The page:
If Rosie Colored Glasses, Brianna Wolfson's debut novel, feels intensely real and moving to readers, it's because it comes from a very personal place for the author. "Rosie's story is very close to my heart," says Wolfson. "It is, in many ways, my own story."

Rosie Colored Glasses begins with the magnetic attraction between two opposites: the free-spirited, whimsical Rosie and the no-nonsense Rex. The two meet after Rosie, who is working in a flower shop, chooses to include an E.E. Cummings poem with the flowers that Rex orders for his girlfriend. Rex, who likes to be in control, is initially furious with Rosie but then falls for her.

The novel then jumps ahead in time to follow Rosie's and Rex's 11-year-old daughter, Willow, and their six-year-old son, Asher, and back to Rosie's and Rex's marriage and divorce. Willow, who wears the same leggings and t-shirt to school every day and still wets the bed, is fundamentally scarred by her parents' divorce and by Rosie's increasingly volatile behavior, which has to do with secrets that Willow only begins to understand as she gets older.

"I grew up with a very Rosielike mother," Wolfson says. "She tragically passed away in a car accident when I was nine, and it wasn't until long after, when I learned the ‘real' story of her death, that I began exploring some of her shortcomings."

Wolfson was able to begin writing Rosie Colored Glasses when she moved from New York to San Francisco. "Being far away from home gave me space I never had before from the people and events intertwined in the story of my childhood and the story of my mother," says Wolfson. "It gave me more freedom to think about and unravel my past."

Wolfson began telling personal stories at the Moth and other live storytelling venues such as Fireside Storytelling. She says her first time onstage at the Moth was "life-changing" because she had never before attempted to weave together her experiences, let alone share them in front of a room full of people.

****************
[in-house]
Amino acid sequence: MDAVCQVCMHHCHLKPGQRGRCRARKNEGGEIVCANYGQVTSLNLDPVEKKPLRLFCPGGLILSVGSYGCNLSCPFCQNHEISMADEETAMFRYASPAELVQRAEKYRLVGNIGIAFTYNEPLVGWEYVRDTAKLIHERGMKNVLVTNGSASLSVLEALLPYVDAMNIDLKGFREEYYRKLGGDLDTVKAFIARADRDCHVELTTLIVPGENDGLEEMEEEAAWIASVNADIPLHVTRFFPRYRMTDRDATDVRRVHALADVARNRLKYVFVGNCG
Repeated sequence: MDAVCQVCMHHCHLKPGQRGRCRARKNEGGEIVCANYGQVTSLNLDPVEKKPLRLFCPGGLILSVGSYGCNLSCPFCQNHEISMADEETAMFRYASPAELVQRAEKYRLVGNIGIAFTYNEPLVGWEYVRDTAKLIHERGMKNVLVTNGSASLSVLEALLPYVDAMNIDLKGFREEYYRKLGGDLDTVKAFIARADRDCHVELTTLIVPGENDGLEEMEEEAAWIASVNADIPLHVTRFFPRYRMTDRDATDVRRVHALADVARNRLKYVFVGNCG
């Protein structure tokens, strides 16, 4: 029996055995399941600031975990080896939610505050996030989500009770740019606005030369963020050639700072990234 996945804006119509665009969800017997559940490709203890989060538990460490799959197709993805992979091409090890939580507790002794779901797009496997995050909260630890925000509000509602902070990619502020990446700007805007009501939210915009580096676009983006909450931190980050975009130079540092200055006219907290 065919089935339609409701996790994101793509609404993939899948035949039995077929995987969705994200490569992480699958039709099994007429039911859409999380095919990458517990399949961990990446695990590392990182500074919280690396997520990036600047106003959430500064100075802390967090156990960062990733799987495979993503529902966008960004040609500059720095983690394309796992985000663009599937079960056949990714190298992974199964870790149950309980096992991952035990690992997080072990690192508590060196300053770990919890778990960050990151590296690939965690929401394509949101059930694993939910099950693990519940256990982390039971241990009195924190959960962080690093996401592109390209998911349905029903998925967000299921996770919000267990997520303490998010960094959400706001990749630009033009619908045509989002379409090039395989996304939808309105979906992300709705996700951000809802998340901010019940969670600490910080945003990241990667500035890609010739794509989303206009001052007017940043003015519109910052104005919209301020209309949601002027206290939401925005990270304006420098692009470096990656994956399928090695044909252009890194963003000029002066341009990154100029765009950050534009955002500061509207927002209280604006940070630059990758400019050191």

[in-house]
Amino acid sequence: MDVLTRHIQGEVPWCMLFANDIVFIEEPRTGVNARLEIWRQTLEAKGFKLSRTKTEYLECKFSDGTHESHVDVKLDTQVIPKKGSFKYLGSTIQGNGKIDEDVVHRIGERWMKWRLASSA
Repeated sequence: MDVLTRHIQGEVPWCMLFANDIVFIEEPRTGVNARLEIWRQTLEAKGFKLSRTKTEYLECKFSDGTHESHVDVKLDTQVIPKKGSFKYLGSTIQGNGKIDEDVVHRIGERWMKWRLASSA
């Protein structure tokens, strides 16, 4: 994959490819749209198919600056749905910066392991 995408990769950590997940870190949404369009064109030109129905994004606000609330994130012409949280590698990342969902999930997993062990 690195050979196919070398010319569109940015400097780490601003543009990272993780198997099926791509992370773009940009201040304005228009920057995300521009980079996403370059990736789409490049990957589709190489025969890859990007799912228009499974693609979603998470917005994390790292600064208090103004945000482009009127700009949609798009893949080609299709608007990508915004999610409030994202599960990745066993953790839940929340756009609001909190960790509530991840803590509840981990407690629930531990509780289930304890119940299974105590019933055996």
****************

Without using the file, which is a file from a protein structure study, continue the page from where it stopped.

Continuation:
"As I wrote and shared more on platforms like the Moth and Medium and got featured on Upworthy, I was blown away by the responses from thousands and thousands of friends and strangers about how my experiences helped them to think about and share their own. It made me want to write more—something deeper," Wolfson says. "Six months and many, many cups of coffee later, I had completed Rosie's story."

Wolfson says she wanted to her novel to delve into the different ways people give and receive love. "At the beginning of the book, Willow has what I view as a very juvenile and immature view of love," says Wolfson. "She suffers a lot of heartache by looking for only one kind of love from her father. By the end of the novel, Willow understands her father and the love he gives a lot better."

Another theme that Wolfson explores through Willow's story is the loss of innocence: "In talking with many friends and fellow writers on the topic, I found most people can point to a specific moment in time when they became aware of their loss of innocence. For me, this was understanding both of my parents' fallibility. I think Willow has that same flavor of loss of innocence."

Wolfson calls her experience of writing the novel "an extreme form of catharsis that ultimately made me feel very strong and empowered." The process of getting words onto the page was easy, she says, because she had a solid understanding of the beginning, middle, and end. But during the process, certain thoughts and feelings she had "locked away for a long time" came out. "Writing this book was the easiest hard thing I ever had to do," says Wolfson.

Wolfson has already heard from readers who have told her Rosie Colored Glasses has helped them think about their own family members in new ways. "I hope readers just get lost in the story," says Wolfson. "I hope their hearts break a little bit but also that they feel fuller after they turn the last page."